The studied elegance and stylishness of late 18th and early 19th century cabinet making reached a peak in the design of the sideboard, then a relatively new piece of furniture.
This table sold at
Sotheby's for $541,000.
The sideboard was still a new piece of furniture in the Regency period, during which it became very fashionable. Strictly speaking, the Regency lasted from 1806 to 1820, though in furniture terms it is sometimes extended to 1837, to take in the reigns of George IV and William IV.
Sideboards as we know them today, with a number of drawers and cupboards for storing cutlery, napkins, tablecloths, glasses and other dining accessories, first appeared towards the end of the 18th century, and were popularized in the 1790s by the pattern books of Thomas Sheraton, who gave them their name.
Sheraton's sideboards were a development of the work of Robert Adam, the influential neo-classical designer. In the 1770s, Adam created an ensemble of pieces to allow for storage space within the dining room, adding to the long, low side table from which food was served in grand houses. A pedestal cupboard and/or an urn were placed at each end, with a separate wine cooler - a lead-lined wooden box that was filled with crushed ice at mealtimes - below.
Sheraton incorporated all these features into one piece of furniture, with a shallow central drawer flanked on either side by a pair of deeper drawers or a cupboard. Sometimes a deep, lead-lined, cellaret drawer was incorporated to take the place of the wine cooler. Each sideboard stood on six legs, four at the front and two at the back.
A pair of brackets, known as spandrels, usually rounded off the central recess to make what was called a 'knee-hole'. Despite the name, no one sat at a sideboard, and this was a purely decorative feature.
The new furniture became very popular. Much of its appeal lay in its smaller size, making it suitable for less magnificent rooms. While ensembles in the Adam style could be 2.4m/8ft long, Sheraton sideboards were rarely longer than 2m/6ft 6in, and some just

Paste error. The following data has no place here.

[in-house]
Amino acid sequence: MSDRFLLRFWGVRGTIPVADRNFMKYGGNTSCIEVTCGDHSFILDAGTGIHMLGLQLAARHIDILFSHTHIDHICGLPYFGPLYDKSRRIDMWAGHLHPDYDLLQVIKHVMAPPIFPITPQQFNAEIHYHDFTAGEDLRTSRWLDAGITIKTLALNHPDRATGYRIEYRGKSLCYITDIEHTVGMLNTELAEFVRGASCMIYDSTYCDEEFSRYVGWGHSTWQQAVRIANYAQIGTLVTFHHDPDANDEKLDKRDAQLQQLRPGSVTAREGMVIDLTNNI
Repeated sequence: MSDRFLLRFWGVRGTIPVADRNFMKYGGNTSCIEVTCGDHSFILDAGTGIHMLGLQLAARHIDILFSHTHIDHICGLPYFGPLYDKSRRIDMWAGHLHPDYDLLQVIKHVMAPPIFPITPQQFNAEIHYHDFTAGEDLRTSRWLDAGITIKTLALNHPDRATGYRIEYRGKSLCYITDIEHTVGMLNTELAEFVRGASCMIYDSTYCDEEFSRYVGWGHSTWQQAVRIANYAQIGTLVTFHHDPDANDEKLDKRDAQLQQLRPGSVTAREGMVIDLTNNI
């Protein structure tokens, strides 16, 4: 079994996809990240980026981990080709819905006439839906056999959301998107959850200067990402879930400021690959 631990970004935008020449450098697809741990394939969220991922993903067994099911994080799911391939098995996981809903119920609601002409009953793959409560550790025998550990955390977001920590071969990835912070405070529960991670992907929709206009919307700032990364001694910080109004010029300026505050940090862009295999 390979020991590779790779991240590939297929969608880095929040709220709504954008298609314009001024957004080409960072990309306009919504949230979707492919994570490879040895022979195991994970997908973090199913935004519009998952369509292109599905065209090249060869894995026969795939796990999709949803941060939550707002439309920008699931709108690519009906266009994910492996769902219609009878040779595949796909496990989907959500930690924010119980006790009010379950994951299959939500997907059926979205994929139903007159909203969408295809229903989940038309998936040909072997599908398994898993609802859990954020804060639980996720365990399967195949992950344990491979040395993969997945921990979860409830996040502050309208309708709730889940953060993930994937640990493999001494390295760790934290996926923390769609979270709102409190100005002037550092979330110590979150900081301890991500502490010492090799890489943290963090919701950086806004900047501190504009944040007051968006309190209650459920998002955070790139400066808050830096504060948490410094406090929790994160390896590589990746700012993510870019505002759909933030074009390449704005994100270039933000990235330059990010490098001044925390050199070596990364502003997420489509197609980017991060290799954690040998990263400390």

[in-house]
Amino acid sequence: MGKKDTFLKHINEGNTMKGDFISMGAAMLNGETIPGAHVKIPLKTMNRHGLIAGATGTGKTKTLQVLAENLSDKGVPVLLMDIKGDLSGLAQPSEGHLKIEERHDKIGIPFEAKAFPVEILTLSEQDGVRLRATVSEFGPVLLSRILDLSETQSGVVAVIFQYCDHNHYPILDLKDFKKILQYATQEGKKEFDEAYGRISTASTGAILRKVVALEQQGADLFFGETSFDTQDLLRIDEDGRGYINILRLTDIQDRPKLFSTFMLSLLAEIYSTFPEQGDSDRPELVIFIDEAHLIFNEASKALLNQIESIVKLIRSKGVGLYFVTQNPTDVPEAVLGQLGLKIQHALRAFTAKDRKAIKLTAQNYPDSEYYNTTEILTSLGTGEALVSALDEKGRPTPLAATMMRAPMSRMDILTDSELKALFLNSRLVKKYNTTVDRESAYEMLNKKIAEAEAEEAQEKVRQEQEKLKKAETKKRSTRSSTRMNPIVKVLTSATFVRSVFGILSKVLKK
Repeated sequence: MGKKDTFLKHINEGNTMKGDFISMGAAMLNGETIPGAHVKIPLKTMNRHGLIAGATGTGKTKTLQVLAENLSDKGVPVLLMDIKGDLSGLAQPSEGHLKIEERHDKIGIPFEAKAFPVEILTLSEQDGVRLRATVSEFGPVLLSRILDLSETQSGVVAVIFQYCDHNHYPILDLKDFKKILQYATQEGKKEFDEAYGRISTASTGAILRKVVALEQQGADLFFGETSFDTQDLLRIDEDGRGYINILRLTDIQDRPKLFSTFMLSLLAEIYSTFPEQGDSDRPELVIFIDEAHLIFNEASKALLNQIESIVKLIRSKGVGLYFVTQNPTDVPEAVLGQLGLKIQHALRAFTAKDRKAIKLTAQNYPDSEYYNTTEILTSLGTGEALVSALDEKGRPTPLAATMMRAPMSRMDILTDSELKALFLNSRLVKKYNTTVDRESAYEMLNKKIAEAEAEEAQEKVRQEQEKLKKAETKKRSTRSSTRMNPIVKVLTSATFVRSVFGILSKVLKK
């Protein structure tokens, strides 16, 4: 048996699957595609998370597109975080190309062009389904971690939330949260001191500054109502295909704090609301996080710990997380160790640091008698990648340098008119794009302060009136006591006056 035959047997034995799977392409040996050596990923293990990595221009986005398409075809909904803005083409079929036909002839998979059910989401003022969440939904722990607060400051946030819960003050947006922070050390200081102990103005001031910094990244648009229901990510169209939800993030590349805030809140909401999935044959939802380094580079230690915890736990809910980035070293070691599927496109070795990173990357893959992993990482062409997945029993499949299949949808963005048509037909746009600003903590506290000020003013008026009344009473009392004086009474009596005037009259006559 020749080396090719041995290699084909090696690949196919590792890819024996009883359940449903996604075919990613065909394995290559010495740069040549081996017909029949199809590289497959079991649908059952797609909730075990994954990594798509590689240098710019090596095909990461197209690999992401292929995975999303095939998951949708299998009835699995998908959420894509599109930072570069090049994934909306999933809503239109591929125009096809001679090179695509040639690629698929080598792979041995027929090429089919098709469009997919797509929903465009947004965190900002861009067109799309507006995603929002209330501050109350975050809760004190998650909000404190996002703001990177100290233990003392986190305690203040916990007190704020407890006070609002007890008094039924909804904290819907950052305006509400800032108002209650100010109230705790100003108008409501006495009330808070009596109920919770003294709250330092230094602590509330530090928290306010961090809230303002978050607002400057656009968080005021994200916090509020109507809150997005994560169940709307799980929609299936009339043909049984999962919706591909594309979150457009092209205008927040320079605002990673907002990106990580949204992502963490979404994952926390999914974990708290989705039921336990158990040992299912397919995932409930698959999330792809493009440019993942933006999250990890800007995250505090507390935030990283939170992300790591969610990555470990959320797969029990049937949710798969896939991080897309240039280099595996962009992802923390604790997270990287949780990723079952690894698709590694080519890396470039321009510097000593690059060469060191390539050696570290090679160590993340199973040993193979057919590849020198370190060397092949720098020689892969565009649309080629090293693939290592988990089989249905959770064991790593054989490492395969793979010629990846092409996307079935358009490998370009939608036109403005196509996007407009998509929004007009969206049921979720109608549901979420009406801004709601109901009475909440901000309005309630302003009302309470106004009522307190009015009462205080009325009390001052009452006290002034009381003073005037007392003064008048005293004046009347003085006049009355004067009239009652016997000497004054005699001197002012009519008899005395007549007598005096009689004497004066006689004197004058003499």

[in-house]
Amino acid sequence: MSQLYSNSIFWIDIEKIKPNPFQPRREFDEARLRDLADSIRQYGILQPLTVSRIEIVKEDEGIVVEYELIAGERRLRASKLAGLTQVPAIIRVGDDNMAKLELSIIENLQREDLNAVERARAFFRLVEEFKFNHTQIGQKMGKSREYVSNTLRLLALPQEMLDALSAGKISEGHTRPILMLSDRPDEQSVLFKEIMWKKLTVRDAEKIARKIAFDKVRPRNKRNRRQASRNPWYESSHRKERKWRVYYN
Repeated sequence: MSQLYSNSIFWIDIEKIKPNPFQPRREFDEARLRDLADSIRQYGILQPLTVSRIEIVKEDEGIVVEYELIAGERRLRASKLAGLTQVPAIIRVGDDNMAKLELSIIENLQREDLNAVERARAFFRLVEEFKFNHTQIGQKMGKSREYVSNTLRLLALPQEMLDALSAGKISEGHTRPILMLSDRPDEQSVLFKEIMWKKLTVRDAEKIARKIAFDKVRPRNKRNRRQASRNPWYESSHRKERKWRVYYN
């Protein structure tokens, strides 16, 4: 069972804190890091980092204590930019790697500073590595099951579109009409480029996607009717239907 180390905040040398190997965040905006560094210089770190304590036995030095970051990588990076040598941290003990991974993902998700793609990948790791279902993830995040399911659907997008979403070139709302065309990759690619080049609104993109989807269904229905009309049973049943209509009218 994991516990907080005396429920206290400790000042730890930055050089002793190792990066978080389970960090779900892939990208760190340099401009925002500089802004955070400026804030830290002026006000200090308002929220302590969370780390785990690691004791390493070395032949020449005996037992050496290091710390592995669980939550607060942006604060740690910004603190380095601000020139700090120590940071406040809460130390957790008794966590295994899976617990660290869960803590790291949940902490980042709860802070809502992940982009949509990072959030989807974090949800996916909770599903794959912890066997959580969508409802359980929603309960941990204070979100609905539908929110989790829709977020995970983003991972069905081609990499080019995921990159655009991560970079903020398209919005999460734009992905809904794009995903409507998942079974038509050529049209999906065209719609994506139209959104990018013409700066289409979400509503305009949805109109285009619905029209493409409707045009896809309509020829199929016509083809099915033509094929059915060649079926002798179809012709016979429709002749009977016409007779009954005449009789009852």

1.2m / 4ft. The serpentine and bow fronts seen on chests of the period were applied to sideboards and there was also a rarer half-round form. This allowed for extra drawers, though some of them tapered more or less to a point.
As the 19th century progressed, sideboards tended to get larger. The side sections were extended down to form pedestals, and the space beneath the central drawer was sometimes filled with a cupboard. As the century drew to a close, Regency styles came back into fashion. Many fine reproduction pieces were made, some scaled down even further to suit smaller Victorian dining rooms.
Late Georgian and Regency sideboards are valuable pieces, the province of specialist furniture dealers and auction houses, though fine
examples may turn up at country house sales. Later sideboards in the same style may be found in more general antiques shops.
The best way to date a sideboard is by its style. Pedestal types did not appear until about 1810. Around 1820, the pedestals began to be extended upwards into more drawers and cupboards. The space at the back was fitted either with a brass rail and curtain or a carved wooden splashback. This type did not attract a reproduction market. Any that you find are likely to be authentic.
Early sideboards usually stood on turned legs or, more often, tapering squared legs with spade feet. Generally speaking, the simpler and more elegant the legs, the earlier the piece.
Thin, tapering legs are the most likely sites of damage. Check each one carefully for cracks before buying a piece, and be on the look-out for patches of staining, which may have been applied to disguise repairs.
Make sure that the all the veneers and inlays are in good order, and have not cracked, split or lifted. Genuine Regency examples will have fairly thick, hand-sawn veneers, usually well-figured. Remember, though, that some wear and tear to veneer is acceptable, even a proof of authenticity, while a new veneer will always devalue a piece.